Working abroad can come with a new set of stressors you never imagined. Not knowing a language can make it hard to make and keep connections, and with the constant shifting environment of being an expat people are constantly coming and going. It can be hard to adjust, but it’s important to keep your career and life balanced to reduce strain and improve your quality of life while still expanding your work experience.
Modern lifestyles seem to require a lot of time spent working. With constant access to technology and email it’s hard to disconnect from that mentality even when home and “off-the-clock.” Being abroad, the pressure to maintain a strong worth ethic can be even stronger as you’re expected to perform well in an unfamiliar and new environment. There’s the tendency for a professional identity to take priority over the personal identity can be a slippery slope. While work ethic is important, so is mental health.
Perspective is an important piece of balancing work and life. While work is a very important component, it’s just one facet of a healthy lifestyle and is no more important than the other facets. Also, you’ll find your work performance is remarkably better when you’re happier in the other areas of your life as well.
Poor work-life balance can affect both mental and physical health. It can lead to high and chronic stress, and other significant health concerns. Higher levels of smoking and alcohol consumption, weight gain, depression along with other mental and physical detriments such a lack of sleep are common when the balance is off. As expats, it can be especially hard being away from the comfort of “home” and the normalcy of that support system to find a proper balance. Fostering relationships both with partners and family, as well as new friends and colleagues is essential to survival.
How can you find and create a balance that allows you to dedicate the proper time to each component of your life without exhausting yourself trying? First – you need to determine the important facets of your life. Prioritize your areas of importance. What are the values you hold dear? What makes you happy and feel your best? What energizes you? How much of the day do you want to spend at work? Once you’ve answered these questions and analyzed your current lifestyle – you can reallocate your time accordingly to help create a better balance.
The next steps in finding that balance are on-going maintenance:
With your above questions answered, decide which areas are of highest priority and start there. Be patient with yourself and give yourself time to adjust to reprioritizing.
Don’t set yourself up for failure by being overzealous with change. Set yourself up for success by being realistic and making slow shifts.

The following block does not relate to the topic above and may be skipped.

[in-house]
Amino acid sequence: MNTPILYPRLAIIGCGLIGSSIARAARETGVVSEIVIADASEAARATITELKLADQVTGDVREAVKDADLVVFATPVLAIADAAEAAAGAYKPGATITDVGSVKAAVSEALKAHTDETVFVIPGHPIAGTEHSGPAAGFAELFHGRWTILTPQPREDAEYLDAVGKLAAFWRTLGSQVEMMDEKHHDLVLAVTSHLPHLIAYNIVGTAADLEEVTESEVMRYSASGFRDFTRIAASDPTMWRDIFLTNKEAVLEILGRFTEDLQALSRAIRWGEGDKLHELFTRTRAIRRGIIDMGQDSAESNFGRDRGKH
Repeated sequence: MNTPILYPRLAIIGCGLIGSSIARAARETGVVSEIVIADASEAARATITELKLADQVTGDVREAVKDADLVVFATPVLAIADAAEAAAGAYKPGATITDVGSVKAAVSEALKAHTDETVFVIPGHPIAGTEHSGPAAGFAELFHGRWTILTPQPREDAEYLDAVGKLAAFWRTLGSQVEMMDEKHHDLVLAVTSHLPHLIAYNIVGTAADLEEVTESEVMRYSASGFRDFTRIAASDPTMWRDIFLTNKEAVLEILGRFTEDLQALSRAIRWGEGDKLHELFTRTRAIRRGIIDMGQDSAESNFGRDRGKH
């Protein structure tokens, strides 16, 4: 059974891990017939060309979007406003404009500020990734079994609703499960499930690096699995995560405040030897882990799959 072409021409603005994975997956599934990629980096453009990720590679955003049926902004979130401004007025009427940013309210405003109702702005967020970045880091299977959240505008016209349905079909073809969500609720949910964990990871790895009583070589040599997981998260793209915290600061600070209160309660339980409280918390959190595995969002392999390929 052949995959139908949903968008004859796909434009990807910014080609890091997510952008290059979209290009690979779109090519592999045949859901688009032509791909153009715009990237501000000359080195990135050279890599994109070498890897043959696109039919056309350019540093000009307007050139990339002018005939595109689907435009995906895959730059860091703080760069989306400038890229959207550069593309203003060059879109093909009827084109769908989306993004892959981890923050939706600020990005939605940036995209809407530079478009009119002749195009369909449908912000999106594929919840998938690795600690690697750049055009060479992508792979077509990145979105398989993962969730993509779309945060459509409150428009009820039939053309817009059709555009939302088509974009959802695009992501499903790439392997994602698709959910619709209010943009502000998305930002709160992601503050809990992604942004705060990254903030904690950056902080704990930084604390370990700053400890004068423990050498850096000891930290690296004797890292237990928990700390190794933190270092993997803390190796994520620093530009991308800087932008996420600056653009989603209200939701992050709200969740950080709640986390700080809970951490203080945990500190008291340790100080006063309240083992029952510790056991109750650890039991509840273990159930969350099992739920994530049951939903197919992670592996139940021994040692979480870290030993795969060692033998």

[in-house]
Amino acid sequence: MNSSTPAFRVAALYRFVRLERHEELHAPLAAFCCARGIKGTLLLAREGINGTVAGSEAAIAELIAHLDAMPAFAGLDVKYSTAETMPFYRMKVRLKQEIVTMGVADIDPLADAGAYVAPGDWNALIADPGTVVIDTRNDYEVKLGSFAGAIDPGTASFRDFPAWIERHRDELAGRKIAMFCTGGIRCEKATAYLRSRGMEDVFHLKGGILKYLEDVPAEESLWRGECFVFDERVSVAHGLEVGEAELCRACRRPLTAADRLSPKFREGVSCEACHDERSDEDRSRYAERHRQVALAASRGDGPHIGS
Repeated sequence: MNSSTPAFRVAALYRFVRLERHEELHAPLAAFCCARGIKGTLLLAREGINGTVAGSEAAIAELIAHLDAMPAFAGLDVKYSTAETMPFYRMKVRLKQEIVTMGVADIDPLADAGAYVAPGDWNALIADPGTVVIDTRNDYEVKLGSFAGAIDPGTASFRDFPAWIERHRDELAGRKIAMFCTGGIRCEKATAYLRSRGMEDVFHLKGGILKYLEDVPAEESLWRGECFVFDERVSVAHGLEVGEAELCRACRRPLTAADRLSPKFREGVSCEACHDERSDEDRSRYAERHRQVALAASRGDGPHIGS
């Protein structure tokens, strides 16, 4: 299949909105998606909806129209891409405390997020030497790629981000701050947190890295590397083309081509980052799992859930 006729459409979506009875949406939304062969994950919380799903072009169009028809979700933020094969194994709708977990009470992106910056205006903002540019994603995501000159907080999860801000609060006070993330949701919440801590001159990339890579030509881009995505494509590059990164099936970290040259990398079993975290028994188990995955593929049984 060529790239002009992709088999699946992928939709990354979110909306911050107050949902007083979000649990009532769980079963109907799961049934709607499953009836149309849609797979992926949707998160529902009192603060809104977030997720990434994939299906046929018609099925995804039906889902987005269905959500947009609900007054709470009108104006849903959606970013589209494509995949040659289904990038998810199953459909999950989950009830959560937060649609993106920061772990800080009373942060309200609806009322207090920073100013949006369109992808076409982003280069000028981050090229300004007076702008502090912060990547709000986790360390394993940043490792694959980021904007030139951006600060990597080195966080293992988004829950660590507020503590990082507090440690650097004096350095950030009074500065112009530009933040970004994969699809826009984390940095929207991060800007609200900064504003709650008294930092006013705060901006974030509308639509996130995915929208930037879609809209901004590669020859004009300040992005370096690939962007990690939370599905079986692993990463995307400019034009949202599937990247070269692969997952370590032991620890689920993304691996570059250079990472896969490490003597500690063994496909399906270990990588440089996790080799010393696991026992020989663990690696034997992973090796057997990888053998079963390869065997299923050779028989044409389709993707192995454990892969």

Have Open Communication
If things feel like they’re getting overwhelming, be sure to have an open line of communication with your support system. Talk with someone you trust to help work through any overwhelming feelings.
Professionals Can Help
Never be afraid to see professional help if you feel that you’re just not finding a way to manage stress and balance. A certified counsellor can help define solutions for your individual needs.
Incorporate ‘No’ Sometimes
When your plate is bogged down, it’s okay to say no. Find compromises between when your schedule is busy and turning things down, and when you have a lighter week to accommodate spending that free time with others.
Delegate When Possible
In conjunction with saying no, be sure to delegate tasks to others when possible or necessary. You don’t have to do it all yourself.
Leave Work at the Office
While it’s easy to stay connected to work at all times in the digital world, it’s important to have a separation of work and home. Find some ways to unwind from the work day before heading home or interacting with loved ones to help you get into a relaxed state of mind, try the gym, or a bath, or listening to a podcast or audiobook on your commute home. Limit work talk and email checking as much as possible once you’re in the door.
There are a lot of factors that can contribute to the state of your mental health, both in work and outside of work. Being an expat and living abroad brings a slew of new contributors including: new environment, higher performance expectations, the desire to prove yourself, language barriers, and more. Take a step back, plan ahead, and create balance and you can create a healthy work-life balance even as an expat. One major step you can take to limiting stress is dedicating time to learning the language of the country you’re immersing in. This will allow you easier lines of communication, the ability to keep in touch, and eliminate any feelings of isolation.